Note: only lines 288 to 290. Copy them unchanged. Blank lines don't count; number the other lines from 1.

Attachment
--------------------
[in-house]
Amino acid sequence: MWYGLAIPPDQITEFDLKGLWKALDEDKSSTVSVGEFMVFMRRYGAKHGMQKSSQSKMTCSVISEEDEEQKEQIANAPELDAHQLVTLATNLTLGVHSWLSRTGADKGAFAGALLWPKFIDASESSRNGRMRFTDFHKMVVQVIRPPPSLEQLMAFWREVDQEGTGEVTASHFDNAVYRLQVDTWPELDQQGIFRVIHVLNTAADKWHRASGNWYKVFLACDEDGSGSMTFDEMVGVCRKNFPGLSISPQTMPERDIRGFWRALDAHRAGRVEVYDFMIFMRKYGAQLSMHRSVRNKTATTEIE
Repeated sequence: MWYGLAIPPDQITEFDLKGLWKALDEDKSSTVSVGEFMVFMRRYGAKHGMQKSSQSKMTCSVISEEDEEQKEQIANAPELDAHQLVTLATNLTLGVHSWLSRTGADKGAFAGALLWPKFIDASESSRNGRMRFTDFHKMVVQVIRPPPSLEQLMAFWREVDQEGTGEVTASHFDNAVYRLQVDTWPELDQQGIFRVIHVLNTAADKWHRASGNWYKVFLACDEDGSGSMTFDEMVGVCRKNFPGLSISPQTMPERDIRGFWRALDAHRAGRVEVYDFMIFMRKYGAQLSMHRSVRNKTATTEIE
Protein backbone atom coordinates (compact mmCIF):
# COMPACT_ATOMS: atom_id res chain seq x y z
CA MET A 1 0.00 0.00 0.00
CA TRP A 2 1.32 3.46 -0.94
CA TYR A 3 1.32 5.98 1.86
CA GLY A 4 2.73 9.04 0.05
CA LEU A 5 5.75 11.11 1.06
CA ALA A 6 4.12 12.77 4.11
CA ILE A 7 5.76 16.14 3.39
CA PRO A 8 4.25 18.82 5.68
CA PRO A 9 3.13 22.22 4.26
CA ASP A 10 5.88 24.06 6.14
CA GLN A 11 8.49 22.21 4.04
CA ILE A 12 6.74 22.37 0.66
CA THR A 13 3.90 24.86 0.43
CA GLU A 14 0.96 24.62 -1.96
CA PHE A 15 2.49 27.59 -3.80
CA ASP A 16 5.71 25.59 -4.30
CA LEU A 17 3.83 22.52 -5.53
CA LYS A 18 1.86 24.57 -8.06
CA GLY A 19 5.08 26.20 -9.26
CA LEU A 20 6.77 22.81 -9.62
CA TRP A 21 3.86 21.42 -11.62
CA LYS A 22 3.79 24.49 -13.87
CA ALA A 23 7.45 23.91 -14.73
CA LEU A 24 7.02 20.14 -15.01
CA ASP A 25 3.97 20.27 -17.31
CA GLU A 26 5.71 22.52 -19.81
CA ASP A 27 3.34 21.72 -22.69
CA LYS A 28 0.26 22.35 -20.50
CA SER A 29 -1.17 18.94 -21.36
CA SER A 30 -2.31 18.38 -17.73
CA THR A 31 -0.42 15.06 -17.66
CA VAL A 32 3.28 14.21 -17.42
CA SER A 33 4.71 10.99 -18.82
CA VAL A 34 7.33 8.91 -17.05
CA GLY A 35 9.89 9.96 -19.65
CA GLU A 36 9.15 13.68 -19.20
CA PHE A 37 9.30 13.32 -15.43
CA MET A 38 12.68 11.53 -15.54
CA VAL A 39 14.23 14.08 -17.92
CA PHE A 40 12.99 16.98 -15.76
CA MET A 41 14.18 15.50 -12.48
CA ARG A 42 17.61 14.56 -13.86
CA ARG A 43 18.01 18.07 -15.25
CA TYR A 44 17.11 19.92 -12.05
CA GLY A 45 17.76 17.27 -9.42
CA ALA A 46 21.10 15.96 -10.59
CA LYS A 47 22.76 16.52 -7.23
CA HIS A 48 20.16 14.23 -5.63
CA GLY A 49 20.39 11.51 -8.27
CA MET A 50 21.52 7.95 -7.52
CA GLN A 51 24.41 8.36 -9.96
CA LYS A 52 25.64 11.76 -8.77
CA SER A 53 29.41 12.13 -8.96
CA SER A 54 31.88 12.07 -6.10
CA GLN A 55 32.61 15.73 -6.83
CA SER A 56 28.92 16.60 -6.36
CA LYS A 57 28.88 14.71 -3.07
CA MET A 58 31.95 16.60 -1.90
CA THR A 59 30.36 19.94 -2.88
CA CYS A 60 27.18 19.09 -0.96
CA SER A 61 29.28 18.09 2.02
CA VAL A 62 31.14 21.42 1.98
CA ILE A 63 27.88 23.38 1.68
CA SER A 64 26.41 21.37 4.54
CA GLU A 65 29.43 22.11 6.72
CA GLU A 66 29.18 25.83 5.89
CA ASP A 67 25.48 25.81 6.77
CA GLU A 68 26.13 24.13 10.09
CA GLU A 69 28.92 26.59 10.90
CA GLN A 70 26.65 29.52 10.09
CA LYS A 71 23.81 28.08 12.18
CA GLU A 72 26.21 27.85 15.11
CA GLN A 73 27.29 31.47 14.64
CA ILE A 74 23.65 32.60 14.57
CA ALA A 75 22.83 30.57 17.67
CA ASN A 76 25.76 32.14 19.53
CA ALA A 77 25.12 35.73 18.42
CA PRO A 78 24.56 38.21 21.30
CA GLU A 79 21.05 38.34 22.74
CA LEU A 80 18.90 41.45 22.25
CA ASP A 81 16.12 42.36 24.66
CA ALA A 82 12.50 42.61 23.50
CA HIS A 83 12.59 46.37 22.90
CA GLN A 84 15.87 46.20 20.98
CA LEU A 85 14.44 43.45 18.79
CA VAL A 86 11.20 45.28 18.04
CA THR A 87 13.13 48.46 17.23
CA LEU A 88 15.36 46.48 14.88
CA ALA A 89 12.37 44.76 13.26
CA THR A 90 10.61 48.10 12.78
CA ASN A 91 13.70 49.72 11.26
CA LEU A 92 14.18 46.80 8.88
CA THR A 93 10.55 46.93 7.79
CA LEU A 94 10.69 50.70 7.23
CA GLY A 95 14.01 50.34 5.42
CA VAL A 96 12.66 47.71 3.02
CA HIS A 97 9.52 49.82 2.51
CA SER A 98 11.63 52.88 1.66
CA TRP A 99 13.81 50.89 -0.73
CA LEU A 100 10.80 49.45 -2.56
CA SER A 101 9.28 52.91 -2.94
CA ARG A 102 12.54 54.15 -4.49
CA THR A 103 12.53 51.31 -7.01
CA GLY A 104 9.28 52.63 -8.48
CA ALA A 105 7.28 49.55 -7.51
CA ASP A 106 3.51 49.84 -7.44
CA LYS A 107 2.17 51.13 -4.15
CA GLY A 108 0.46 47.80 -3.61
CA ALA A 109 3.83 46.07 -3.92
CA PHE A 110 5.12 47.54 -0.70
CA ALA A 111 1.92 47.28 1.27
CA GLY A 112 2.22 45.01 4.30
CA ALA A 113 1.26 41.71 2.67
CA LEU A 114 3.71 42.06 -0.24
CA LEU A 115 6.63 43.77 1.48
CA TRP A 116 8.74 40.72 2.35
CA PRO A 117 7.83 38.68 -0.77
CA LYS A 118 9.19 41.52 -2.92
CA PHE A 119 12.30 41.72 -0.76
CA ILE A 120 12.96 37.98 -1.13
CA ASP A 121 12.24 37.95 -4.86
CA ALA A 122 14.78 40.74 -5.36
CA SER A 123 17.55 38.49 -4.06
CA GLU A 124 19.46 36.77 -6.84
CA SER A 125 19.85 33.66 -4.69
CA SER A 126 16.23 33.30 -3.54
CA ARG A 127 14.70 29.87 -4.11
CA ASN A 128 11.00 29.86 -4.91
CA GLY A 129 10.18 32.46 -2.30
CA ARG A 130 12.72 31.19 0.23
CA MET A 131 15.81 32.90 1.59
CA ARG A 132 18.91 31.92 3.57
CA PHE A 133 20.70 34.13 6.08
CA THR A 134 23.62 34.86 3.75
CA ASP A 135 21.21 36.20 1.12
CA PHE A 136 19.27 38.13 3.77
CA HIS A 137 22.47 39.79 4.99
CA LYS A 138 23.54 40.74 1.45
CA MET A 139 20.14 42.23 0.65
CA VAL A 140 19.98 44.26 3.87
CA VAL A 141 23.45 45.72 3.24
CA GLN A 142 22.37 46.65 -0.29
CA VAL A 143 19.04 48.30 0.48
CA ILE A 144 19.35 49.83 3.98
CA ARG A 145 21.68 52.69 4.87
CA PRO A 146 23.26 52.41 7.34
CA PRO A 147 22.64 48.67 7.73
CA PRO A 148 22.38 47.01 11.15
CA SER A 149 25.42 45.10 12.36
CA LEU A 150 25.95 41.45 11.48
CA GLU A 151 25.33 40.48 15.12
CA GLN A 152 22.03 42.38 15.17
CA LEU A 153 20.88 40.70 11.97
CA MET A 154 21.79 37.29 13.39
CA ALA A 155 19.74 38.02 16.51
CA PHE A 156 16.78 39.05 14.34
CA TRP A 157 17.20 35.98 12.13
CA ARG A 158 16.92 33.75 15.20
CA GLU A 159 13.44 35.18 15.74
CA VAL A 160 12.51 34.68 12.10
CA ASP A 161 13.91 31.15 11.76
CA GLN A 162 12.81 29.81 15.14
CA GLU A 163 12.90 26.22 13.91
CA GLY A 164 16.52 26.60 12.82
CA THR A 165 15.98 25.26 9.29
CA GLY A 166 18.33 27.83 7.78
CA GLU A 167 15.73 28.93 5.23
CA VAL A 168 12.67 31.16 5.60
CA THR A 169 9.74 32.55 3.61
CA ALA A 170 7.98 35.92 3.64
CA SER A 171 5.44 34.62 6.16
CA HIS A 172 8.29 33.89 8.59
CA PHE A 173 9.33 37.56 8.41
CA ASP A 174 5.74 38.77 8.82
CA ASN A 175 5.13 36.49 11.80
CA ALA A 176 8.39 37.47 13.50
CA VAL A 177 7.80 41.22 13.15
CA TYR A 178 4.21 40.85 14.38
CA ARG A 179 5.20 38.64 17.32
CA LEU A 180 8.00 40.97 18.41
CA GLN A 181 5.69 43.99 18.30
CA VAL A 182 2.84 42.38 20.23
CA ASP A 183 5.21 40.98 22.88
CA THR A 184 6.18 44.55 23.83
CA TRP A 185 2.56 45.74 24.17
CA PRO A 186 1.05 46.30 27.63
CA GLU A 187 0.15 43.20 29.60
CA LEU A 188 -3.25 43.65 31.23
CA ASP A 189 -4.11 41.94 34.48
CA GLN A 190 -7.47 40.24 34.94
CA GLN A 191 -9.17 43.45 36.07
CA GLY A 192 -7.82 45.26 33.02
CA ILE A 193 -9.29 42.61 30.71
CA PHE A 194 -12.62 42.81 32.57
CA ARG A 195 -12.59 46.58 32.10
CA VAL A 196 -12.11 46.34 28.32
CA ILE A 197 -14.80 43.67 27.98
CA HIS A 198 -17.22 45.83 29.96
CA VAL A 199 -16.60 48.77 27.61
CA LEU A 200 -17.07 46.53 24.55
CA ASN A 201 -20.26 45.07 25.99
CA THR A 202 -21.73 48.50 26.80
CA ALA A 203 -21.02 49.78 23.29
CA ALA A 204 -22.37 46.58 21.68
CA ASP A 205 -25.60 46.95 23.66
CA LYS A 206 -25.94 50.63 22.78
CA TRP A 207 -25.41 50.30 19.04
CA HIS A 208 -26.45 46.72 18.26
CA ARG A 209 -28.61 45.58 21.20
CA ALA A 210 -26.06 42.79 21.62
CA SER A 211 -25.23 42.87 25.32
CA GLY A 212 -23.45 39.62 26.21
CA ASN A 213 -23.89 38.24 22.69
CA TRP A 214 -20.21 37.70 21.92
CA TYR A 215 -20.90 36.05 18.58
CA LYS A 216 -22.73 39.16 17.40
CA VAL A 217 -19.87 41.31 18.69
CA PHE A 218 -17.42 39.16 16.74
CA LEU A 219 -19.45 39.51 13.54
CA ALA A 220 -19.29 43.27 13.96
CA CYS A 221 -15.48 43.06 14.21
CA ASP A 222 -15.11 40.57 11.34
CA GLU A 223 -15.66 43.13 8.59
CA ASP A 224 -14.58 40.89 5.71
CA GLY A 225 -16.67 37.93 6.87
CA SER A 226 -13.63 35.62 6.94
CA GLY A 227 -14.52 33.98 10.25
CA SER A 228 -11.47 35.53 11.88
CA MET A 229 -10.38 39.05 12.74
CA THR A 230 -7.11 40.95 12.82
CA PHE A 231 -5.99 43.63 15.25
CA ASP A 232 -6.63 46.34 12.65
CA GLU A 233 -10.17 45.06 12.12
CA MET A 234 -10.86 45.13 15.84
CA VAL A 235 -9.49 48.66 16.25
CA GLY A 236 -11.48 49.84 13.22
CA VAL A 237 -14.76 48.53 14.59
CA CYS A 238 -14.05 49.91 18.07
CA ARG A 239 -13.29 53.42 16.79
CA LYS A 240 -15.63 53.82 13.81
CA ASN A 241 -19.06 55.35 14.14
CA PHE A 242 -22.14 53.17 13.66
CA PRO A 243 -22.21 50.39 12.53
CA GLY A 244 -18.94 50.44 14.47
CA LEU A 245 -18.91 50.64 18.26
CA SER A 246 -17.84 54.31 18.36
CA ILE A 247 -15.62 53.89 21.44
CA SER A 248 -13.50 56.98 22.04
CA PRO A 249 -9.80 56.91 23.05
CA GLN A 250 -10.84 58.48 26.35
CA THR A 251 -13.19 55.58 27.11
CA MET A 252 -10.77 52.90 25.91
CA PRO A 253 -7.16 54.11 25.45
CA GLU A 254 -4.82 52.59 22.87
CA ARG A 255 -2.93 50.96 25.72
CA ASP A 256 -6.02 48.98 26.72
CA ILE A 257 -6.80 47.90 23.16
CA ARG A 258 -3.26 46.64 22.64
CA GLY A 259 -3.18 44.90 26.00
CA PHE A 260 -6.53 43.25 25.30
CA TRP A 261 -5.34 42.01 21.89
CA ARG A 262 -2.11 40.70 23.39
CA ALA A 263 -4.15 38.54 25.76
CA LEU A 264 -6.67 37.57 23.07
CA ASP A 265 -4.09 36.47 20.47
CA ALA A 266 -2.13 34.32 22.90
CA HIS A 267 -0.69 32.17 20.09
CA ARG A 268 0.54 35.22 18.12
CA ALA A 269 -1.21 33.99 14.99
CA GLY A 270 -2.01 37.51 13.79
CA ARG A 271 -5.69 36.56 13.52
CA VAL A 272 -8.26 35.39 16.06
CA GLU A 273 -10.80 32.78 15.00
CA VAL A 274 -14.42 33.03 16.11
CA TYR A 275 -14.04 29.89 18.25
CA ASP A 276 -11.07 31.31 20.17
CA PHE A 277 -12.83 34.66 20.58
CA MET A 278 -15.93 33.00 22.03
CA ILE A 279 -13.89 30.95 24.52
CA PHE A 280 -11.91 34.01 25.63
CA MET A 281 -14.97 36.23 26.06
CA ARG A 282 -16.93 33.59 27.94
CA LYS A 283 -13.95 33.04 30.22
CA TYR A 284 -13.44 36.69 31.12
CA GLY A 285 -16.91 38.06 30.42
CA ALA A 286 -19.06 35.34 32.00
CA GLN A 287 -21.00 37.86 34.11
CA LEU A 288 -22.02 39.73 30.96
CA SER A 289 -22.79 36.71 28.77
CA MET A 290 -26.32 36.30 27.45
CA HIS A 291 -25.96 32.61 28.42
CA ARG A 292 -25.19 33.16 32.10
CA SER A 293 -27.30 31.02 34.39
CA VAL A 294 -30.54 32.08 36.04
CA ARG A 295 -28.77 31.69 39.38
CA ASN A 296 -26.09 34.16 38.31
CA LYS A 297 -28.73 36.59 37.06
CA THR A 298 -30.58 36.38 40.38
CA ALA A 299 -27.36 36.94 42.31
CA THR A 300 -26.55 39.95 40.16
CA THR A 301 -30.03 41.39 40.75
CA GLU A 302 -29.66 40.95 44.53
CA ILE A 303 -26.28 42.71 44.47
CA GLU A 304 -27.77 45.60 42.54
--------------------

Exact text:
CA LYS A 283 -13.95 33.04 30.22
CA TYR A 284 -13.44 36.69 31.12
CA GLY A 285 -16.91 38.06 30.42